25 –> The design inference explanatory filter, however, is not just confined to variants on complex, specified information. this becomes evident once we see that such CSI [or FSCI or dFSCI]. For, as Wicken pointed out, the information in question is in the context of complex, functional organisation.
26 –> So, while we may prioritise CSI and FSCI, the same basic question extends to the evident irreducible complexity of many functional systems in life forms. For instance ENV reports that , in the notorious Dover trial in 2005, ID researcher Scott Minnich testified about his gene knock-out studies on the bacterial flagellum, as follows:
“One mutation, one part knock out, it can’t swim. Put that single gene back in we restore motility. Same thing over here. We put, knock out one part, put a good copy of the gene back in, and they can swim. By definition the system is irreducibly complex. We’ve done that with all 35 components of the flagellum, and we get the same effect.” [Dover Trial, Day 20 PM Testimony, pp. 107-108.]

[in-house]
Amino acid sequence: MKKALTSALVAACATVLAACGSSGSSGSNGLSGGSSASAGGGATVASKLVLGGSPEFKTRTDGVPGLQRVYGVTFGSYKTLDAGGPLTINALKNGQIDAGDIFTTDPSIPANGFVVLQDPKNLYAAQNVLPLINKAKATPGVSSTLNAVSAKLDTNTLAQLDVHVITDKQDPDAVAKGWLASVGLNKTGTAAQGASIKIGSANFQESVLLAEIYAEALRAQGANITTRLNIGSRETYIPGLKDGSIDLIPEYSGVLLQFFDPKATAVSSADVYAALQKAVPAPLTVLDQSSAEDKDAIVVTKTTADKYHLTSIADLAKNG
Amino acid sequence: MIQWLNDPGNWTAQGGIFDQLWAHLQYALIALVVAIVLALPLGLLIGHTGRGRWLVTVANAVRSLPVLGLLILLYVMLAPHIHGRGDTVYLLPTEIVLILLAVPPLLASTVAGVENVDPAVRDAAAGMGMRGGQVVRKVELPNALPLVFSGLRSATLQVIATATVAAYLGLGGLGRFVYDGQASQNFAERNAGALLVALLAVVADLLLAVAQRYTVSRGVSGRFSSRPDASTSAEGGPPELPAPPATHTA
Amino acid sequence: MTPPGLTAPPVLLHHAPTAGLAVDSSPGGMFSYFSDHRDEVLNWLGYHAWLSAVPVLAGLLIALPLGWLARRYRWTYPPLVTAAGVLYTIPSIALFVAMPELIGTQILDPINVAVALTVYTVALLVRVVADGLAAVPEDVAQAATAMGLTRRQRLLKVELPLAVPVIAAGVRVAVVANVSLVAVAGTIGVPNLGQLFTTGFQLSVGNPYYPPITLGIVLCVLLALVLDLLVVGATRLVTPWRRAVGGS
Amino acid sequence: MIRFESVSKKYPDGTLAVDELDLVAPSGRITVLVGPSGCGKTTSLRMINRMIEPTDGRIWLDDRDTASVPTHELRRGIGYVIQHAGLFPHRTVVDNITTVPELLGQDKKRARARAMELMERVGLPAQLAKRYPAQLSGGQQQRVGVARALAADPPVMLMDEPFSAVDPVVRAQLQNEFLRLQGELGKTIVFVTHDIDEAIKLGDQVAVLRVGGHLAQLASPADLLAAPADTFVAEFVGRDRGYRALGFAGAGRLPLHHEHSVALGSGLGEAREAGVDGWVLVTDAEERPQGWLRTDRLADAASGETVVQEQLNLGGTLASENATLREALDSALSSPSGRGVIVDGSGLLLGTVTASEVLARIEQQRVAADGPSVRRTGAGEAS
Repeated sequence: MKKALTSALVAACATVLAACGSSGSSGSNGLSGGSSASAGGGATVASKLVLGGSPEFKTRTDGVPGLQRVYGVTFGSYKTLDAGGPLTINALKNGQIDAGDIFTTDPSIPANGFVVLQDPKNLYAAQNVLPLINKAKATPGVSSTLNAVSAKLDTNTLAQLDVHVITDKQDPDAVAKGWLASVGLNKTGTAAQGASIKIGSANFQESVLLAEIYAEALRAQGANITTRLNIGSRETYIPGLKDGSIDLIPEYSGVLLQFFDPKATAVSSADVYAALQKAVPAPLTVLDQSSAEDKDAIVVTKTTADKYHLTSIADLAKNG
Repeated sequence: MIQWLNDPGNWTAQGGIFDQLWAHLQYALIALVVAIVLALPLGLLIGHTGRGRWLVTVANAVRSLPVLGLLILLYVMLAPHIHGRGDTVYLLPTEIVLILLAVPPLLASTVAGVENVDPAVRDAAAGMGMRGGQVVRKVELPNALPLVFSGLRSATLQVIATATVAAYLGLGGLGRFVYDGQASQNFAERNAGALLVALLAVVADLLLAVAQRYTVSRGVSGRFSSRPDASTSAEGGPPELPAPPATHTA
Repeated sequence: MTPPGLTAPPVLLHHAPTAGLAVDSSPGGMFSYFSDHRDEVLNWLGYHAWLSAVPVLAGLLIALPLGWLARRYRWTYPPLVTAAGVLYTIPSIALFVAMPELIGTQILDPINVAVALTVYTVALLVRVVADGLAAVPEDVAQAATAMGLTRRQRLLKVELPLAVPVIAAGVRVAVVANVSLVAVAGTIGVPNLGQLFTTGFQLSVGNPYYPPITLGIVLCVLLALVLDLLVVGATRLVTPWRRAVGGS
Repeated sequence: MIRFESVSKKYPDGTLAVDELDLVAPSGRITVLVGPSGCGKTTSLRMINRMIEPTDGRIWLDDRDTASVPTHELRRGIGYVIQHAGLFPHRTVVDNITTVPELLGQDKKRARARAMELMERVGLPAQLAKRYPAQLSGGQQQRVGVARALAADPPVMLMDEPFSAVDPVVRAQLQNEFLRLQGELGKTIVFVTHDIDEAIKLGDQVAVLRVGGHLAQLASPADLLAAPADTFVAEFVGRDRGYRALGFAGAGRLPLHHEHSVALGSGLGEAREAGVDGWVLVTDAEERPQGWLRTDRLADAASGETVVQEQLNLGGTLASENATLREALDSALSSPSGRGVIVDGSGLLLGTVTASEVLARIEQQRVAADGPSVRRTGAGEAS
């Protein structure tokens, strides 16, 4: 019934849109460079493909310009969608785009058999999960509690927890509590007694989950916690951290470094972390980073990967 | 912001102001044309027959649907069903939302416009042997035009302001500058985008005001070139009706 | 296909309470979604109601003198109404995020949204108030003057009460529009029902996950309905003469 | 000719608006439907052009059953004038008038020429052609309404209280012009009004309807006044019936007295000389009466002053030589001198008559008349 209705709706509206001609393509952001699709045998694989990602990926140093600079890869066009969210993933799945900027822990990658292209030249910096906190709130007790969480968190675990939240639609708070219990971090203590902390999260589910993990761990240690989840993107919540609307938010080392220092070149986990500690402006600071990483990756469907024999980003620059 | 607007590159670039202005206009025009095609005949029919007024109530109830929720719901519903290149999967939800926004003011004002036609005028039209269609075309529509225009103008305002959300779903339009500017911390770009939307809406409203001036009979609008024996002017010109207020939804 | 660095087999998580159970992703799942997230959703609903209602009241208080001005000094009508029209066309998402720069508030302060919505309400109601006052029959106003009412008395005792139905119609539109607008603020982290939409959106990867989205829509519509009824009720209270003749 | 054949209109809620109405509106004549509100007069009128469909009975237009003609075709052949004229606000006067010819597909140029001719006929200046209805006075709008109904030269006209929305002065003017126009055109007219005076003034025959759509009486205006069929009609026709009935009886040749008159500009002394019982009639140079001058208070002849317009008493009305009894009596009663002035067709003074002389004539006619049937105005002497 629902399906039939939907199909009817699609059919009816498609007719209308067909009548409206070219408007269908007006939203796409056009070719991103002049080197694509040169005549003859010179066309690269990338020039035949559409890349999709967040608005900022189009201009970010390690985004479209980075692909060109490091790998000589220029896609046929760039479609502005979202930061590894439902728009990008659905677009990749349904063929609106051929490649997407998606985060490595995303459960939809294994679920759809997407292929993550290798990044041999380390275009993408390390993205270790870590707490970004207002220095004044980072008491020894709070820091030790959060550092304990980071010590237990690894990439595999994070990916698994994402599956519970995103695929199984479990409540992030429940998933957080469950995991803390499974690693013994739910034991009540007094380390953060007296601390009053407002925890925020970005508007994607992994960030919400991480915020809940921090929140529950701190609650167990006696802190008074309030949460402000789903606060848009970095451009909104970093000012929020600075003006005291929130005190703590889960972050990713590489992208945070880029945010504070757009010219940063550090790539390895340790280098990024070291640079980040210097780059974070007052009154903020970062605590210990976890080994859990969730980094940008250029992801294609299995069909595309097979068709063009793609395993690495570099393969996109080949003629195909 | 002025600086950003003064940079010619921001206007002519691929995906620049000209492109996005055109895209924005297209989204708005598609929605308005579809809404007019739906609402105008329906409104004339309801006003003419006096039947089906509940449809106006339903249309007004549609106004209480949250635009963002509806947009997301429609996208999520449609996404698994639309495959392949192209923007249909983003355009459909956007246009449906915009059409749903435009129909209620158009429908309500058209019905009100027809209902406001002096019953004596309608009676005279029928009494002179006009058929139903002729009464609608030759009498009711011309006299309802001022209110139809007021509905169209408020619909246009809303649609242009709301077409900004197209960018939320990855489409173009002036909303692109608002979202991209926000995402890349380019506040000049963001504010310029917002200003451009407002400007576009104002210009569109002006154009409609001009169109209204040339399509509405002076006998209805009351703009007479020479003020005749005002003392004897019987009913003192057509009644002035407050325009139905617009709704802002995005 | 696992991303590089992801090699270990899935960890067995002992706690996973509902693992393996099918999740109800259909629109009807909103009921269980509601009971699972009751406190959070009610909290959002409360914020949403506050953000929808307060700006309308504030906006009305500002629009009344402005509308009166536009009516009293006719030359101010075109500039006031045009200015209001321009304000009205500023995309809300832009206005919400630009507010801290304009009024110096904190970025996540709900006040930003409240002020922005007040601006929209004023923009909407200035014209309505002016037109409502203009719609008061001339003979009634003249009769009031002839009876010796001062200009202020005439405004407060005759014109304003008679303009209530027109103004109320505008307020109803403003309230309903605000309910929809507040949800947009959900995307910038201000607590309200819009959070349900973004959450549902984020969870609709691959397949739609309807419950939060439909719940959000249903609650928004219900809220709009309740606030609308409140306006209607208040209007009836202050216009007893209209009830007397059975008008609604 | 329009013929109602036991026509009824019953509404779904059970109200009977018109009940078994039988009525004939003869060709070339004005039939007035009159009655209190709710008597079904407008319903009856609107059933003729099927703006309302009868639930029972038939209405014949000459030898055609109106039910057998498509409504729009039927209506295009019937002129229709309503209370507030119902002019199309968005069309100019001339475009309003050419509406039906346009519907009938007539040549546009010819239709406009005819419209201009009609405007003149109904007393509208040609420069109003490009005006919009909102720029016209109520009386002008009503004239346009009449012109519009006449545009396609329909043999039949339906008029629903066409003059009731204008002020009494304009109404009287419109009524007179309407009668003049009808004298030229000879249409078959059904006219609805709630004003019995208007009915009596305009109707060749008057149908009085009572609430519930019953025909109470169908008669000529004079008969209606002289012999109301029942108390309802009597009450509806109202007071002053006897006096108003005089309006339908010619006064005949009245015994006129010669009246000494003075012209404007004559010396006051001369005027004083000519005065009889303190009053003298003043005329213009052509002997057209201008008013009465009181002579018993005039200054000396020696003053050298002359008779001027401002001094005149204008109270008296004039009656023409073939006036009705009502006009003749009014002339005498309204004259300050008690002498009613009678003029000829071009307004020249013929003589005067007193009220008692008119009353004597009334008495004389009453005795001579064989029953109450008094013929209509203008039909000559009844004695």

27 –> That is, across 35 proteins associated with the iconic bacterial flagellum that appears at the top of this blog, we see a pattern of well-matched, interacting parts that give rise to a composite function. That function is complex, and is based on 35 components that are each necessary, and once assembled, are jointly sufficient to implement a working flagellum, a sort of outboard motor for bacteria that works by whirling around and pushing the bacterium forward. (When reversed, the motion causes tumbling, used to change direction of travel. )
28 –> But, couldn’t this evolve from the T3SS toxin injector? ENV (same article) is again helpful: